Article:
Ongoing weakness in the U.S. dollar continued to buffer corn prices and soy prices, while wheat prices retreated again on Wednesday. Weakening quality ratings and hot, dry forecasts continue to push prices higher, while speculative money managers pour back into the markets.
There were rumors of short-sellers calling for a rain dance outside of the Chicago Board of Trade. However, it may be too late at this point in the pollination cycle. Here is FarmLead’s grain markets review and what lies ahead for commodity prices.
Weather Props Up Corn Prices
At the close, the September corn futures finished 5.5 cents higher at $3.82.
The December futures contract added 5.5 cents to close at $3.96.
Prices pushed higher thanks to a heat wave crossing the Midwest. Temperatures topped 100 degrees in Kansas and Missouri, and they’re up in the 90s across key corn growing regions. With pollination in focus this week and next – and falling crop conditions in the USDA report – traders pushed prices higher.
It was another light day of data. Tomorrow, we’ll receive an update on exports. But today’s calendar featured the USDA weekly ethanol production report, and we saw an increase overall by about 19,000 barrels per day. With the U.S. producing about 1.026 million barrels per day, that is also driving up inventory levels.
On the global front, more bearish news for corn prices arrived from below the equator. Argentina’s agricultural minister forecasted that total corn output would reach 49 million metric tonnes this year. Not only is this a 1.5MMT increase from its most recent forecast, but it also blows the USDA’s output figure out of the water.
“I want to announce that we are going to have the largest corn harvest in history, 49 million tonnes,” Agriculture Minister Ricardo Buryaile wrote on Twitter.
The USDA set its Argentinian forecast by 41MMT. That’s a 19.5% difference and makes me wonder what it is that the USDA sees down in Argentina that its government doesn’t. 
August Soybean Prices Near $10.00
The August soybean futures contract jumped 10.25 cents and finished at $9.99-3/4 per bushel. Prices are just on the edge of $10.00. You couldn’t get any closer.
Meanwhile, the November contract added 10.75 cents and finished the day at $10.12.
Today’s trading continued the same weather chatter that we’ve grown accustomed to over the last week.
On the international front, we did receive some bearish news for soybeans in the Malaysian Palm production is set to top average annual output by about 10% in 2017. Total production is expected to reach about 19.5 million metric tonnes compared to the typical year of 18.7 million metric tonnes. 
Wheat Prices Slide in Chicago
September wheat futures closed the day down slightly. The September futures contract finished at $5.03 after dropping by less than a penny.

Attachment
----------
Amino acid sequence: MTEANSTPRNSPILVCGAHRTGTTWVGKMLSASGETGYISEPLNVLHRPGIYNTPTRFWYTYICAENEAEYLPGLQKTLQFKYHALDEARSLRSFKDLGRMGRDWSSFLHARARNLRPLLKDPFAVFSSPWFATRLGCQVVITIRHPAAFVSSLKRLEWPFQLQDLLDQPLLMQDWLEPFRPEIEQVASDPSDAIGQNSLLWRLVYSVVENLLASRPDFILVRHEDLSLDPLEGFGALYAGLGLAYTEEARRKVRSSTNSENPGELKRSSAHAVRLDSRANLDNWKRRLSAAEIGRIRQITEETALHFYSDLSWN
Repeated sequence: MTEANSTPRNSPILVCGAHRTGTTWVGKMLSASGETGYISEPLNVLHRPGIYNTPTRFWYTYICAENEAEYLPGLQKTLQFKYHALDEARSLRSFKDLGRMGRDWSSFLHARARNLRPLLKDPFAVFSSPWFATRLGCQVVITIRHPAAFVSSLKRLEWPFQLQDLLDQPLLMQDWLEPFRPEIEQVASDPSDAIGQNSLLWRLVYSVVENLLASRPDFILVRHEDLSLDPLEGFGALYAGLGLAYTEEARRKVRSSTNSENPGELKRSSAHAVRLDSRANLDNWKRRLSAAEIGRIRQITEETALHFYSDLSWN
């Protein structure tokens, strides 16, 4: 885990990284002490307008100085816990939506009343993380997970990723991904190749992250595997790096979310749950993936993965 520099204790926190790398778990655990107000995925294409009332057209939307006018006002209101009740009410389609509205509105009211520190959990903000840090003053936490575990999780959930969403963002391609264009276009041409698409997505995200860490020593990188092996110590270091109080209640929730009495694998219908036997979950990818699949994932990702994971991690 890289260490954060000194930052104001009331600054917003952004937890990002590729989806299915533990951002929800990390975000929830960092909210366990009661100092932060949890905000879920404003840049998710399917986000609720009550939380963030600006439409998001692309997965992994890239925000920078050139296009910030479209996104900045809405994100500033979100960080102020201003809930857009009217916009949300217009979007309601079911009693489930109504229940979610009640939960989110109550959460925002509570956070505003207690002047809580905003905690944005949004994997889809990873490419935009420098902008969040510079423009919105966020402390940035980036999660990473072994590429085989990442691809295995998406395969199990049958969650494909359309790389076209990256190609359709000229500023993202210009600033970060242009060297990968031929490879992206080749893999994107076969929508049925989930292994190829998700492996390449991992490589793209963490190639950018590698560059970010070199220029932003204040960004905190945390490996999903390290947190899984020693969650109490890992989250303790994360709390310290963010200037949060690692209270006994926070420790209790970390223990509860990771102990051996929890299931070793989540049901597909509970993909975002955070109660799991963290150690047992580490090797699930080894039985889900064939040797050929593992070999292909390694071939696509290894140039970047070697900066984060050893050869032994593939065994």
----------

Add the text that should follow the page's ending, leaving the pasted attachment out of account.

With traders anticipating tighter stocks in high-protein spring wheat, it was a bit surprising to see today’s downturn. But rain has appeared in the forecast.
That said, Future Directions International sounded the alarm Wednesday over the quality of grain. Caleb Gorton argued that rising prices could undermine food security. He cites a few of the issues that we’ve discussed recently here at Grain Markets Today. 
One has to wonder if they’ve been monitoring our work already over in Australia.
- Global wheat output is declining for the first time in five seasons.
- Lower US spring wheat growth expectations.
- The drought conditions in the Northern Plains.
- And, most important – the declines in yields and lower quality proteins.
At the center of the argument is the reminder that rising grain prices were a major factor in the 2010-2011 Arab Spring (which there is plenty of other evidence to counter that point.)
The issue isn’t the amount of food available in the world.
Here in the U.S., we burn a lot of it. The USDA has noted that we have lots of wheat around the world… it’s just the quality that isn’t there. We’re forecasted to have 260.6 million tonnes in wheat stocks by the end of the 2017/2018 marketing year.
What we are hearing is the lack of hope for enough 14% protein content in the spring wheat crop here in the United States to meet demand. Current USDA production forecasts for spring wheat that isn’t durum is set at 423 million bushels. That’s the smallest figure since 2002.
Julie Ingwersen and Colin Packham at FarmIreland see an opening for high-protein producers like German to poach some of this year’s market share from U.S. producers. They see potential in the Nigerian and Northern African markets. Still, they do note the possible impact of rains on German production and the impact on grain quality. 
This broader narrative about demand and high-quality grain matters to farmers, even though there’s very little time to study the global markets on a daily basis.
This narrative is why grain testing and shopping around is going to be very important in the months ahead.
We will discuss both topics in our Insights tomorrow.
The Risks to Rebalancing Trade
As Powerline Group explained in a simple image, the stakes are quite high if the Trump administration aims to rebalance the U.S. trade deficit to China or Mexico or Canada.
The share of agriculture exports between those three nations all ranged between 14% and 17% last year. No wonder agricultural trade groups are rightly concerned that the Trump administration might use them as a bargaining chip to get a better deal with large-scale manufacturers.
We’ll touch more on NAFTA and future trade deals with China tomorrow and what it means to farmers across the United States.